This was not about whether one trusted or relied upon SF but about how faith was treated in SF works (and elsewhere). TOF was on the panel for this one, and panelists were all asked to suggest a book that treated faith. TOF went off-center and suggested Toby Huff's Intellectual Curiosity because it demonstrated how faith in the telescope differed between the West (where it started a scientific revolution) versus Islam and China (where it was virtually ignored).
In discussion, TOF decided to break with tradition and define terms before discussing them. In the post-rational modern ages, folks are more prone to discuss first, and define later or not at all. TOF noted that faith comes from fides, which means to put one's trust in another. Hence, it is related to truth rather than fact. If you have no superconducting supercollider of your own, you must put your faith in those who do have one, basing it on how reliable such folk have proven in the past. It does not mean "to believe particular facts," except insofar as you have been told them by people you trust, like Richard Dawkins or Pope Benedict. Even fact is a matter of trust: are the instruments reliable? Are your own senses reliable? And since facts are not self-demonstrating, is the interpreter of the facts reliable. Faith is thus something independent of religion. Religio means "to bind-again" and is thus a cultural ritual. Roman religion was not based on faith, but simply on performing the rituals that bound Romans together. They had little trust (faith) in their gods, who tended toward the arbitrary and whimsical, but thought they could be placated by sacrifices. The Greek and Latin Christian Churches OTOH combined the binding rituals of religio with faith in Jesus as a reliable source of trust.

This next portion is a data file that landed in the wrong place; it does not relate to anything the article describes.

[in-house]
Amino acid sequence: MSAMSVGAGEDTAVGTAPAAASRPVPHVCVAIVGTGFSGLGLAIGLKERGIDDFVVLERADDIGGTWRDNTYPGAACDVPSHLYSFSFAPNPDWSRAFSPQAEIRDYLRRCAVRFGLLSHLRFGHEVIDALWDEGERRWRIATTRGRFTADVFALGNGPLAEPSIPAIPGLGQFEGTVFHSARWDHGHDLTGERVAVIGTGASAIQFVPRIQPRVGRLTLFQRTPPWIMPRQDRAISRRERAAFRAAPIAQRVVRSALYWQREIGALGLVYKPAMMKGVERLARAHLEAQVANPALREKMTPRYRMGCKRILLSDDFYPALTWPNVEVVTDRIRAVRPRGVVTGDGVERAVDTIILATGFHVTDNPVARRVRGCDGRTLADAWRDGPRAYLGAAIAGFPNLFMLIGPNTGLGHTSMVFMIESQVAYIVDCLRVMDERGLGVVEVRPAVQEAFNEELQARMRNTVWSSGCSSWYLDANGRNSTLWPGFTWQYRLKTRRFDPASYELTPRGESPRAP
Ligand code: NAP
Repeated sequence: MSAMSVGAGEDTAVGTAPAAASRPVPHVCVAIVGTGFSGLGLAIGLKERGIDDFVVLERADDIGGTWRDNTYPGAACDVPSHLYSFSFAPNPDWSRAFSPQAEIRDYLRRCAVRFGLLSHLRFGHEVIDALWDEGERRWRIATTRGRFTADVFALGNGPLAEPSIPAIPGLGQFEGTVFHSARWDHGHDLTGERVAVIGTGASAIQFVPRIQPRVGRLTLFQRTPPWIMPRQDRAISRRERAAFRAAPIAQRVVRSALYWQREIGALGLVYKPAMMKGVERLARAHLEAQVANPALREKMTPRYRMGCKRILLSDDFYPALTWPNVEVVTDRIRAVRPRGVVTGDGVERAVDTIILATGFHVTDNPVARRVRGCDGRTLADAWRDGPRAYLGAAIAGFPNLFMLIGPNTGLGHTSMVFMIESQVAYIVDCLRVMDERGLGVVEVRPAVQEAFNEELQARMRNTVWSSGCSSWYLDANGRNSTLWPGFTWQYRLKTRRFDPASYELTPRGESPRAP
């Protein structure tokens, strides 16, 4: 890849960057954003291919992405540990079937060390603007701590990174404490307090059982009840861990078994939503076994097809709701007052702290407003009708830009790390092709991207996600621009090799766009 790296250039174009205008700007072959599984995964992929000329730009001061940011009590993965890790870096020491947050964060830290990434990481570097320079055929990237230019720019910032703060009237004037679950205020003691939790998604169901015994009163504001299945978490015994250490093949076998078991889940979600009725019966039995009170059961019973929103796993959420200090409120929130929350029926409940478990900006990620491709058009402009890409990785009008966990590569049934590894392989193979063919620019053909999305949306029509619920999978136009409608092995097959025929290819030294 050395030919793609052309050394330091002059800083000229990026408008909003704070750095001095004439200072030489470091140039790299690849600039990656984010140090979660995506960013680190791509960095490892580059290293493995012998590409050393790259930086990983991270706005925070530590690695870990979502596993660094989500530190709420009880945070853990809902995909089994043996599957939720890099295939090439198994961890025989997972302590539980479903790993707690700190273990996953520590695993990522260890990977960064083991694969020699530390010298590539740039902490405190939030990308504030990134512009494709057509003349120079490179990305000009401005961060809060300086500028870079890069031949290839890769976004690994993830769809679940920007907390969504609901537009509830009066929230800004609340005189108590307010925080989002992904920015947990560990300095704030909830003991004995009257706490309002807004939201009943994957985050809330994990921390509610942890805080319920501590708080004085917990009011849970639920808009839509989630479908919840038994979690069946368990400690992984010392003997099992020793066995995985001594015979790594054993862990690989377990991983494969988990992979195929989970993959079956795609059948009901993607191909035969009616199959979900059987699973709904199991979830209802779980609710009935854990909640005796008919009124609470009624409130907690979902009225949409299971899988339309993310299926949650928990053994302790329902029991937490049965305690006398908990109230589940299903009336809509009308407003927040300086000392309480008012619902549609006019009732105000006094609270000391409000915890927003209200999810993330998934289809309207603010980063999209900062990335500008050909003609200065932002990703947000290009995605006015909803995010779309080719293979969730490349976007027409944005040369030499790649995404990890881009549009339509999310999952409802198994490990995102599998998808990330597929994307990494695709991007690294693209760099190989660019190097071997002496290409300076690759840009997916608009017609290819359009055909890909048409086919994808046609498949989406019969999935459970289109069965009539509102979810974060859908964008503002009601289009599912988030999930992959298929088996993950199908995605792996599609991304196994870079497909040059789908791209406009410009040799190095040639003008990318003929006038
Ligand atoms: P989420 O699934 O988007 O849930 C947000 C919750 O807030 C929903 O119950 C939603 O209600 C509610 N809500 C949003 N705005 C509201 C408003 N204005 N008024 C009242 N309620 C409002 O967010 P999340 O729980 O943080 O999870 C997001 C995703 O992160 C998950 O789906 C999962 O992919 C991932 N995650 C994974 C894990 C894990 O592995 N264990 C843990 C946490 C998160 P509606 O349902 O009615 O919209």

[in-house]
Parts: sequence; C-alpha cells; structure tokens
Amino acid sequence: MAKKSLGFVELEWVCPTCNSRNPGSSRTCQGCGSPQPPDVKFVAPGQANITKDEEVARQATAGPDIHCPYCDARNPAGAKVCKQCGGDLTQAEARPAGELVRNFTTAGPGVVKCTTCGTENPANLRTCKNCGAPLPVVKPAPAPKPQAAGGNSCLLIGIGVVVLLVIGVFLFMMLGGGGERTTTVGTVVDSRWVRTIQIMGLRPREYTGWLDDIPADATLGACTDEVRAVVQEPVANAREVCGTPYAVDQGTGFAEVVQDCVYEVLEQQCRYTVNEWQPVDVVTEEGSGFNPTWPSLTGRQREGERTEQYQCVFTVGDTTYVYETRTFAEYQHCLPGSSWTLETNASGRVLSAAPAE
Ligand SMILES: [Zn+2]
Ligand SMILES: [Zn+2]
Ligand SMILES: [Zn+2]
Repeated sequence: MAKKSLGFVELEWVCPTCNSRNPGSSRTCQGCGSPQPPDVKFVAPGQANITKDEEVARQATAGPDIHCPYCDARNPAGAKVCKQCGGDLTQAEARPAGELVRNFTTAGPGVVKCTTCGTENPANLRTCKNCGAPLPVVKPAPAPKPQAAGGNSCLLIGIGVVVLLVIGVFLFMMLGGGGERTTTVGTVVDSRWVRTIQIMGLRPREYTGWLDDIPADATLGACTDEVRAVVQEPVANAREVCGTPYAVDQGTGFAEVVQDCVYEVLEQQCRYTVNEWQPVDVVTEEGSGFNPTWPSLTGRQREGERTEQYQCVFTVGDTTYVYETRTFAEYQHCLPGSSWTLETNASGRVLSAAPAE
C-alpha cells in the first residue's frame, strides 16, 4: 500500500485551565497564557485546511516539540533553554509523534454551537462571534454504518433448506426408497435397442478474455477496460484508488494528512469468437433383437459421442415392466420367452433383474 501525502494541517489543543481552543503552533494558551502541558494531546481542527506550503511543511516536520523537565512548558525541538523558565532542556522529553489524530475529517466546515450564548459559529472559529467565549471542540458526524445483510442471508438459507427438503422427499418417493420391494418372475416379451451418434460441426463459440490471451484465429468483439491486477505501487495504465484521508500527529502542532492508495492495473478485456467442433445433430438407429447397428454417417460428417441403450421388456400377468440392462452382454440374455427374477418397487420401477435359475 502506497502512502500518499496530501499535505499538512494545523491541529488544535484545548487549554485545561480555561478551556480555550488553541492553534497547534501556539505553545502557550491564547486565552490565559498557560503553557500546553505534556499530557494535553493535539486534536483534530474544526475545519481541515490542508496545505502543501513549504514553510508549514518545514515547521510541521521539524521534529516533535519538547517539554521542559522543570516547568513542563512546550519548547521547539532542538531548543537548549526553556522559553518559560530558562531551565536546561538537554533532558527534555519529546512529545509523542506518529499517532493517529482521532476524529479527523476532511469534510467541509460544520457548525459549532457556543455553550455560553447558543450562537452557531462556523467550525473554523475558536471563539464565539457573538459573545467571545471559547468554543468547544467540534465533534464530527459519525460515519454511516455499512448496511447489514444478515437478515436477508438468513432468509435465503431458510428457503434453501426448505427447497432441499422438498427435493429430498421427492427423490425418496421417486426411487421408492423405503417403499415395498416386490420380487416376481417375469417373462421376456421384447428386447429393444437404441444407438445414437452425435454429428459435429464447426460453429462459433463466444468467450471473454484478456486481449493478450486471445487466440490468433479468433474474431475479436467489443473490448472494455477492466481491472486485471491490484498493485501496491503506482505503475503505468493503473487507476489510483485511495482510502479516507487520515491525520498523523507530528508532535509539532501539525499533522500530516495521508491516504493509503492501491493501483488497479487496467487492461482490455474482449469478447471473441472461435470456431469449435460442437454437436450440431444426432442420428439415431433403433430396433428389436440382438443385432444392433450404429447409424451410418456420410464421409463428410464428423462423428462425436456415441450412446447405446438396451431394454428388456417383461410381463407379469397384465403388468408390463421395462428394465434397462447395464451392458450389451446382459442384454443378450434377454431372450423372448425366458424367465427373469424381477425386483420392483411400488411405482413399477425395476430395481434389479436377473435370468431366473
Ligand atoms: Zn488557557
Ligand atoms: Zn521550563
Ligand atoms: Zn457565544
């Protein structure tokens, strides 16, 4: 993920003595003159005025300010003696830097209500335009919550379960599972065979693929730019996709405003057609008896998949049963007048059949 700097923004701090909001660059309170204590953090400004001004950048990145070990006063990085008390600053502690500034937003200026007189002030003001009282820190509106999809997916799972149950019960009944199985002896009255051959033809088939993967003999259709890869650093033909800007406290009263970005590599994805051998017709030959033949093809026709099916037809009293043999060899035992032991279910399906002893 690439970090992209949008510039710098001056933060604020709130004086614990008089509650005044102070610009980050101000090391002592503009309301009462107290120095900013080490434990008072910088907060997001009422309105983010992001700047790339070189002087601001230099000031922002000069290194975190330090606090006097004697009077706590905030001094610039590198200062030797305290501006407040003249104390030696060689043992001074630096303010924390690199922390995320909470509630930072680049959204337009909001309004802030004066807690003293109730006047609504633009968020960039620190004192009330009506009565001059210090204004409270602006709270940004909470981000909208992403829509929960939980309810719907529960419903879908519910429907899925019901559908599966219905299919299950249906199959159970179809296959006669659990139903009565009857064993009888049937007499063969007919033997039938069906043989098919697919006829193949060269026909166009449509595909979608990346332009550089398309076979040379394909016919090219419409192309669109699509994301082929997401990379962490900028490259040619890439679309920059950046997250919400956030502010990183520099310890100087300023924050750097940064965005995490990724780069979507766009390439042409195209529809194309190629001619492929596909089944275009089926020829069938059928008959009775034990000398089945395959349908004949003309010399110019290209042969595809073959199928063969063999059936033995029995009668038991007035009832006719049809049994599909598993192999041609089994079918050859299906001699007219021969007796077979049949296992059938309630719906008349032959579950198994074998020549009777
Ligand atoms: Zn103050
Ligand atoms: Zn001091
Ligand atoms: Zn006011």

Intriguingly, as Dorothy Sayers commented in the previous post, TOF's left-hand neighbor objected to the clarity by huffing that such distinctions were "old." TOF is uncertain how "new" muddy lack-of-definitions are supposed to be an improvement.
Naturally, someone brought up the conflict between science and religion. Woo-hoo. The name of Galileo was invoked along with "many others" whose names most curiously languished unevoked. TOF's right-hand neighbor, a Methodist priest named Randy Smith, leapt to the defense and pointed out that Galileo was chastized more for honking off powerful and important people than for any astronomical mathematics. TOF noted that in his letter to Peiresc, Galileo referred obliquely to the "true motives" that lay behind the "mask of religion." In fact, it was Galileo who had demanded to be taken on faith and Cardinal Bellarmino who asked for empirical proof. The Church had (mistakenly) relied on the "settled science" of the "consensus" of scientists that the Earth was immobile in the center of the world, and many treatises had been written using that imagery. The exegetes were not about to abandon that, certainly not in the midst of the Protestant literalist Revolution, just because Galileo had a hunch that a century and a half later proved almost right. Details will be covered in TOF's forthcoming Analog article: "The Great Ptolemaic Smackdown and Down and Dirty Mud Wrassle."
It was also pointed out that we owe heliocentrism to a canon who was shortlisted for the bishop's chair, genetics to an Augustinian monk, and the Big Bang theory to a Belgian priest. That elicited the stock answer that "in those days" everyone pretty much had to believe. TOF is convinced that these people lack skill in reasoning, or perhaps in listening. Both Mendel and Lemaitre were mid-to-late moderns and it was hardly true even in Copernicus' day that one was required to be religious in order to practice natural science.
A couple audience members asked for the empirical evidence for God, but the Panel was on the portayal of Faith in SF, for which it is not necessary that the faith be fact-based, only that it be believed by the fictional characters in the story. The main problem is (the panel mostly agreed) that people who believe themselves faithless have a hard time portraying people who do have faith. The default assumption is that such people are either fools or con artists, depending on which side of the altar they are on. George Martin OTOH does a good job of portraying very sincere worshippers of the Old Gods, the Seven, and the foreign Fire God along with cynics who believe only in themselves. It's one reason why his Game of Thrones world seems as real as it does.
Inevitably someone mentioned The Sparrow as a "good" example. But in the earlier panel, Br. Guy had dismissed it. It portrayed a member of the Society of Jesus who never once in the book so much as mentions Jesus. How realistic is that?